The password for the user named "demo" is demo
The password for the user named "root" is root
Please log in as the user "demo," who lacks the authority to make any system changes. As "root" you could accidentally alter or erase vital data without meaning to or even knowing it. In general, Linux users NEVER need to log in as root, since administrator level access is only a password away when operating as a regular user.


Introduction to the desktop

Mepis KDE Desktop

The MEPIS Linux Desktop uses the familiar point-and-click interface most Windows users are accustomed to, with a classic-style menu available by clicking on the MEPIS icon at the bottom left of the screen on the panel ("kicker"). Before we take a look at its major components, let's review some big differences Windows users will notice right away:

  • Single mouse click replaces double click (e.g., to open a folder or run a program)
  • Program names are different, but should be mostly self-explanatory. On the menu, you will find the programs identified by function (e.g., Audio Player) followed by its actual name in parentheses (e.g., Amarok)
  • Harddisk locations. Drive letters are not designated with letters C: or D: like in Windows. Linux uses names like sda, sdb (or hda, hdb), and they appear either in /media (for removable media) or in /mnt (for permanent drives)"
  • Drive names.
    • Permanently attached storage devices like your hard disk drives are labelled by their connection type and partition mumber.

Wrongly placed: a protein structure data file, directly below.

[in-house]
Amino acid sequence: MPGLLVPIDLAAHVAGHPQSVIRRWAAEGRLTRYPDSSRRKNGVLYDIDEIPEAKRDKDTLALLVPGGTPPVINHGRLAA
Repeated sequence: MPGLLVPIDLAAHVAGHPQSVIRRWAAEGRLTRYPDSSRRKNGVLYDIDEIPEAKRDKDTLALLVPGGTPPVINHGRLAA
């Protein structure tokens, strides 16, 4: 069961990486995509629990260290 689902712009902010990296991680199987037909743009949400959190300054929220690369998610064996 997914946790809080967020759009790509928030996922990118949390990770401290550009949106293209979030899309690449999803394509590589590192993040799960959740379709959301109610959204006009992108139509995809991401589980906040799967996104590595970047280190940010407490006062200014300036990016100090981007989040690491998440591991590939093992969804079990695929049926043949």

• Each physical drive's name begins with either hd (older computers) or sd (newer computers with SATA drives)
      • The name then is assigned a different final letter for each drive of the particular type (so you might see sda, sdb, etc.)
      • Finally, each physical partition is assigned a number
      • Thus, for example, the drive name sda1 indicates that it is the first partition of the first SATA drive found.
      • All permanent media appear in the filesystem under /mnt.
    • Removeable media such as an external hard disk, USB thumb drive, digital camera or memory card of almost any type appear on the desktop as icons when connected that can be clicked to open the drives contents. All removeable media appear in the filesystem under /media.

Around the desktop

Kmenu and Kicker Panel

Here is a quick tour of the Desktop you first see (for details, see the User's Manual):

  • Icons. Pretty self-explanatory, but let us draw these to your particular attention:
    • My Computer. This new and very handy feature of MEPIS 8 provides a single location where you can find all your storage media, remote places, etc. If you dual boot, this is the easiest way to access your Windows files.